High population growth costing us dearly

28 August 2013

Media Releases 2013
The political parties are not mentioning it, but high population growth is preventing Australians from having the range of necessary services required for a satisfying and productive life, according to Sustainable Population Australia (SPA).

In 2012, Australia’s population grew by 394,200 at a rate of 1.8 per cent.  Net overseas migration (235,900 people) made up 60 per cent of the total and natural increase (158,300 people) 40 per cent.  Australia not only has the highest population growth rate of any OECD country, it is three times higher than the OECD average of 0.6 per cent.[i]

SPA National President, Ms Jenny Goldie, says population growth is so rapid that provision of infrastructure is failing to keep up.

“The average life of infrastructure is about 50 years,” says Ms Goldie. “Thus, about two per cent of all infrastructure such as roads, hospitals, schools, electricity supply and so on, must be replaced every year just to maintain the same level of service.

“Australia’s present population growth rate of 1.8% means, however, that we have to spend, not 2.0%, but 3.8% of the capital value of all infrastructure just to maintain the same level of service.”

Ms Goldie says that because this level of spending is not happening, services are falling behind.

“According to Infrastructure Australia, we need to spend $700 billion just to catch up with infrastructure maintenance,” she says.

“Failure to maintain and provide new infrastructure in line with population growth is one of the dominant factors depriving us of adequate aged care, of mental health services, of improved public transport and cheaper water and electricity.

“Every additional person entering Australia costs approximately $200,000 in additional infrastructure[ii]: housing, roads, water, electricity, hospitals and health services, police, education etc.

“This means that the infrastructure cost of Net Overseas Migration (NOM) of 235,900, at $200,000 per person, is $47 billion per year,” Ms Goldie says.  “If this amount is not spent on expanding all infrastructure services we suffer a decline in service quality: increasingly congested roads, rising water and electricity bills cuts to health and educational services.”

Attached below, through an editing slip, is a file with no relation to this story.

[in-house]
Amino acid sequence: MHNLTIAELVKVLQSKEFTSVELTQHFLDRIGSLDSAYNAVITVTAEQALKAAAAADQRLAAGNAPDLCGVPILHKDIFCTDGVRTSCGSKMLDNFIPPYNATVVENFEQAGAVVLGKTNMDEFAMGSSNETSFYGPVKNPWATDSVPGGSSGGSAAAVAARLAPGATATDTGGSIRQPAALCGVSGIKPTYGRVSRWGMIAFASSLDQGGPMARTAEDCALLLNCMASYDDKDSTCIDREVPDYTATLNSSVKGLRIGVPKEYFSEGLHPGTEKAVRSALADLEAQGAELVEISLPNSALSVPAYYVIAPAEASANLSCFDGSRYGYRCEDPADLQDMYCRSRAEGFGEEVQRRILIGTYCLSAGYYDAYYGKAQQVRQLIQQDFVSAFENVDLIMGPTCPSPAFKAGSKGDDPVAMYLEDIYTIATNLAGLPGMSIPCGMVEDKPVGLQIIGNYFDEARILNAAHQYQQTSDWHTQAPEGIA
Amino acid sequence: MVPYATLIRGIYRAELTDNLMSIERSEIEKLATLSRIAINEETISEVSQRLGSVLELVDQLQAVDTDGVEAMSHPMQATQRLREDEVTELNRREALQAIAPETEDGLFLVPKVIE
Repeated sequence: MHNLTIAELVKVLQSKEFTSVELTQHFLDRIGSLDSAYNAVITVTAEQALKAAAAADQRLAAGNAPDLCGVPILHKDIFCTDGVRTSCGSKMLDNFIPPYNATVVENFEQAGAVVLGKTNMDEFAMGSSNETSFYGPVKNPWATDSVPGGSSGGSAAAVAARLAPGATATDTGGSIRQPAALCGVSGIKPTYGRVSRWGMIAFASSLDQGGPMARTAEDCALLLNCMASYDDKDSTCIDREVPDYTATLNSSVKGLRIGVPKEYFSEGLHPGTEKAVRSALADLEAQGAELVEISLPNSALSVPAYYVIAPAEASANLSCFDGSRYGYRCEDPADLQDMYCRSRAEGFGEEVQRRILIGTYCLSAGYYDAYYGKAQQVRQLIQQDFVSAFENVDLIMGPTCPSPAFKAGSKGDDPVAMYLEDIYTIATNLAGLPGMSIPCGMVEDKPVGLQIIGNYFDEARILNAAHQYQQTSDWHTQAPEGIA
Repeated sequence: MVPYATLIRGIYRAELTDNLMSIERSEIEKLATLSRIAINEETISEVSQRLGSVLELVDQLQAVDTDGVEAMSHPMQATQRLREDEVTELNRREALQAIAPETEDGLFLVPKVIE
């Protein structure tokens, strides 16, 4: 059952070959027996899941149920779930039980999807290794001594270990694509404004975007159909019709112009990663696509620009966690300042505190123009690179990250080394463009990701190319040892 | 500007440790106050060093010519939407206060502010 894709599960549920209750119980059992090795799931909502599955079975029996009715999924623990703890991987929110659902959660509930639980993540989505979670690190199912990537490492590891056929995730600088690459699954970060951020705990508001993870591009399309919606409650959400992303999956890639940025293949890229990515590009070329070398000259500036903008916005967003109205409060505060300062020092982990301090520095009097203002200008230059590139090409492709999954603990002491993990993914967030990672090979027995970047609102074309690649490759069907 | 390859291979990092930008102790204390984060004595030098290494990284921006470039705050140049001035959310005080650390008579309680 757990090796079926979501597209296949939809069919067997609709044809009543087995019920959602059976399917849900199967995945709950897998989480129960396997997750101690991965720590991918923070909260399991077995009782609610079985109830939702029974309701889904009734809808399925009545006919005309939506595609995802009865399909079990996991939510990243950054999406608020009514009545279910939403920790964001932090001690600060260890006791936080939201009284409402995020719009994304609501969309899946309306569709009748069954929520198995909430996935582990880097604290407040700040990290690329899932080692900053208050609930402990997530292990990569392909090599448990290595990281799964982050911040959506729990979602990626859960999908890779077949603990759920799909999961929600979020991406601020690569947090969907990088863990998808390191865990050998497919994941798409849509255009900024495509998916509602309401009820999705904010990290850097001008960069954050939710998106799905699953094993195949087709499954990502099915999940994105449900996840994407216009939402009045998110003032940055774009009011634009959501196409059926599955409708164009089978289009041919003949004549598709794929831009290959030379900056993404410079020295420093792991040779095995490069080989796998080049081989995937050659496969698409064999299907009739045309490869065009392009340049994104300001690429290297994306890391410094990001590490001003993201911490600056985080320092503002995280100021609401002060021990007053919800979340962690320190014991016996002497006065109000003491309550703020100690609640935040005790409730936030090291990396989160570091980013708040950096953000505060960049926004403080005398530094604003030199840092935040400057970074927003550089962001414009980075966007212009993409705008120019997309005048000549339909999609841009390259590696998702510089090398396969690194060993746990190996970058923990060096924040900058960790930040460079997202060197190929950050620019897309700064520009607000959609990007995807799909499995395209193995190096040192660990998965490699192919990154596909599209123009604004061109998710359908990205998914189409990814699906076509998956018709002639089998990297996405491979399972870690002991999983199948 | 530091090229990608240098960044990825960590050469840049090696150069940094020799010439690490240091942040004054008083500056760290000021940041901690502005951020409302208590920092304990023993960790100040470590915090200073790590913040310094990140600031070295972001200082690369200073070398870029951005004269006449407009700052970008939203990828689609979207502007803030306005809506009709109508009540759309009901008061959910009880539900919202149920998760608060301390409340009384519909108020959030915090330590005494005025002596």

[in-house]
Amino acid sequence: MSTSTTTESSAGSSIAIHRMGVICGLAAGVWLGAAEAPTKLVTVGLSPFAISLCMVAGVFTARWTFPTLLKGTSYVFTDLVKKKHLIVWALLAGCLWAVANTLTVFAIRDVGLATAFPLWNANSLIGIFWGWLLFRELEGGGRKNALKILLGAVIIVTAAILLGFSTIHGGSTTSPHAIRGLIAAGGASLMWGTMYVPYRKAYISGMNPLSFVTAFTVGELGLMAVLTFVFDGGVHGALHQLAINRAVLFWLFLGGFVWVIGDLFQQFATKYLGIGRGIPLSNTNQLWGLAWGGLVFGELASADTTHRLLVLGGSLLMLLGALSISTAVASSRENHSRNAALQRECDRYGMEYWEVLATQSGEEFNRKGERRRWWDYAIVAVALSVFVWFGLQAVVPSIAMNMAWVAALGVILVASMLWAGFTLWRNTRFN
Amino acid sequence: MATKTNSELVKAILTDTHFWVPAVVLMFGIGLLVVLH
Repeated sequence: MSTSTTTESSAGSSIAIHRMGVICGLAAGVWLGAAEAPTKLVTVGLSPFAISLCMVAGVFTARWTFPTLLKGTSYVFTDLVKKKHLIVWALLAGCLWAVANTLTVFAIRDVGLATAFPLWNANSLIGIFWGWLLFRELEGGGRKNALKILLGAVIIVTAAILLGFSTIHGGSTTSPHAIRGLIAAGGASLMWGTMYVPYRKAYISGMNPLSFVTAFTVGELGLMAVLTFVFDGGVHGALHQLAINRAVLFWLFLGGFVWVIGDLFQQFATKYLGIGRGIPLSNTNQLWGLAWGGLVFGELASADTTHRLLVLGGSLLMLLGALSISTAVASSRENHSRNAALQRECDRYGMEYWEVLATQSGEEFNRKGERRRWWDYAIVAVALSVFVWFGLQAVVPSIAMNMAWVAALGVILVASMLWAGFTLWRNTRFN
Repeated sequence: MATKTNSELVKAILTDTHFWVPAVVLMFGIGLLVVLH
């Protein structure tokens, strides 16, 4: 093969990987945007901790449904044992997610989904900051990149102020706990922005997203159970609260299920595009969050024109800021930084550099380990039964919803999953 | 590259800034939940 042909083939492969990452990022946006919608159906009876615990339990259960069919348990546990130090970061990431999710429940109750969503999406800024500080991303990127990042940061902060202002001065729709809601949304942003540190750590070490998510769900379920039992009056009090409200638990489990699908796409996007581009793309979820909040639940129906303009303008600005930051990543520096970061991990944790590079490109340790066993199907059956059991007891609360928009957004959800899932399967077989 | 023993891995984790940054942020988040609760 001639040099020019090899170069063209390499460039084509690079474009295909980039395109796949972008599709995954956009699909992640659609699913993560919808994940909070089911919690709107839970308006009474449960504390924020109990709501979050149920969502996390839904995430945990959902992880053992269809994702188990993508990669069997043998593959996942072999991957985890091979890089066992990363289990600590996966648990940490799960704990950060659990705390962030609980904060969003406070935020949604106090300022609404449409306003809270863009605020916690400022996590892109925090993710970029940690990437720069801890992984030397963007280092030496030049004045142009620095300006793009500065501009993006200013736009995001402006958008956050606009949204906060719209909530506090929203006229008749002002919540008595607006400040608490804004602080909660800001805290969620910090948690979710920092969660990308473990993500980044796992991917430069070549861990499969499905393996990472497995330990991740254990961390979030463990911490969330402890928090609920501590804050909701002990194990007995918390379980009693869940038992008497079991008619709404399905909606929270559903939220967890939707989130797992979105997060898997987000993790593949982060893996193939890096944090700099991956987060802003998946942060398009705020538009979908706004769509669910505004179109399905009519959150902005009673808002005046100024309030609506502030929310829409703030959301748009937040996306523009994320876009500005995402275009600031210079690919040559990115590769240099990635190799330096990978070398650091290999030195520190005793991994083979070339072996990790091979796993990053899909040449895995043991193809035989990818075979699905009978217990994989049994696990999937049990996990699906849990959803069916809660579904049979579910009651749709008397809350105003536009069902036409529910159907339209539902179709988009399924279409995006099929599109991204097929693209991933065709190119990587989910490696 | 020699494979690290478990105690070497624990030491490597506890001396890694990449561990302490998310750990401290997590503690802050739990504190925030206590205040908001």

The Productivity Commission[iii] found little per capita economic benefit arising from immigration and, what there was, flowed mainly to the recent migrants. This was after ignoring all the environmental costs such as traffic congestion on which it said it could not put a value.

“High population growth moves Australia ever further from environmental sustainability. It is making the average Australian poorer and that of future Australians much, much poorer,” says Ms Goldie.

Further information:
Jenny Goldie  0401 921 453
John Coulter 08 8388 2153


[i] http://www.oecd-ilibrary.org/sites/factbook-2011-en/02/01/01/02-01-01-g2.html?contentType=/ns/StatisticalPublication,/ns/Chapter&itemId=/content/chapter/factbook-2011-9-en&containerItemId=/content/serial/18147364&accessItemIds=&mimeType=text/html

[ii] O’Sullivan, Jane N. “The burden of durable asset acquisition in growing populations”, The Economics of Population Growth. Economic Affairs 2012. Blackwell Publishing, Oxford.

[iii] Productivity commission. Economic Impacts of Migration and Population Growth. Australian Government 2006.


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